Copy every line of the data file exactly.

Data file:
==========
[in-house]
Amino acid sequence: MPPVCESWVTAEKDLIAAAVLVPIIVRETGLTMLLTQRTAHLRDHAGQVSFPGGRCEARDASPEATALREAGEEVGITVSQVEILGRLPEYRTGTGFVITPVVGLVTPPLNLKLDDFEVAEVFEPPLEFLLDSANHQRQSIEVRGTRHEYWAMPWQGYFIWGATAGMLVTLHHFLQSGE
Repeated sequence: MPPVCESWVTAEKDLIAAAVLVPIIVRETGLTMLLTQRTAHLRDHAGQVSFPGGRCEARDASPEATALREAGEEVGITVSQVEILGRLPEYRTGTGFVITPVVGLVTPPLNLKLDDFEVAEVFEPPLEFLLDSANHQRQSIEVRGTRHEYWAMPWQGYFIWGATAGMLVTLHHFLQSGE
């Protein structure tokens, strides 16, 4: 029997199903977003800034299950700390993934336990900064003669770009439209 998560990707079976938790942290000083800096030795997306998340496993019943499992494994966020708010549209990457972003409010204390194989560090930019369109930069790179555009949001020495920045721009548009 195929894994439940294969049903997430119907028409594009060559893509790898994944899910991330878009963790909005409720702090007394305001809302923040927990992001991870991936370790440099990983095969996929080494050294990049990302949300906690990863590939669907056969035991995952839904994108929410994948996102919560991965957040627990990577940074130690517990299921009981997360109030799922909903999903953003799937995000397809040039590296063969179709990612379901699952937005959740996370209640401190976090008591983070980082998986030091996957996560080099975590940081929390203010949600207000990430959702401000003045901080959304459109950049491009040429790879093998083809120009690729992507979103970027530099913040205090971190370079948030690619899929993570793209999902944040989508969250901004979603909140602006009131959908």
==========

[in-house]
Amino acid sequence: MPPVCESWVTAEKDLIAAAVLVPIIVRETGLTMLLTQRTAHLRDHAGQVSFPGGRCEARDASPEATALREAGEEVGITVSQVEILGRLPEYRTGTGFVITPVVGLVTPPLNLKLDDFEVAEVFEPPLEFLLDSANHQRQSIEVRGTRHEYWAMPWQGYFIWGATAGMLVTLHHFLQSGE
Repeated sequence: MPPVCESWVTAEKDLIAAAVLVPIIVRETGLTMLLTQRTAHLRDHAGQVSFPGGRCEARDASPEATALREAGEEVGITVSQVEILGRLPEYRTGTGFVITPVVGLVTPPLNLKLDDFEVAEVFEPPLEFLLDSANHQRQSIEVRGTRHEYWAMPWQGYFIWGATAGMLVTLHHFLQSGE
């Protein structure tokens, strides 16, 4: 029997199903977003800034299950700390993934336990900064003669770009439209 998560990707079976938790942290000083800096030795997306998340496993019943499992494994966020708010549209990457972003409010204390194989560090930019369109930069790179555009949001020495920045721009548009 195929894994439940294969049903997430119907028409594009060559893509790898994944899910991330878009963790909005409720702090007394305001809302923040927990992001991870991936370790440099990983095969996929080494050294990049990302949300906690990863590939669907056969035991995952839904994108929410994948996102919560991965957040627990990577940074130690517990299921009981997360109030799922909903999903953003799937995000397809040039590296063969179709990612379901699952937005959740996370209640401190976090008591983070980082998986030091996957996560080099975590940081929390203010949600207000990430959702401000003045901080959304459109950049491009040429790879093998083809120009690729992507979103970027530099913040205090971190370079948030690619899929993570793209999902944040989508969250901004979603909140602006009131959908």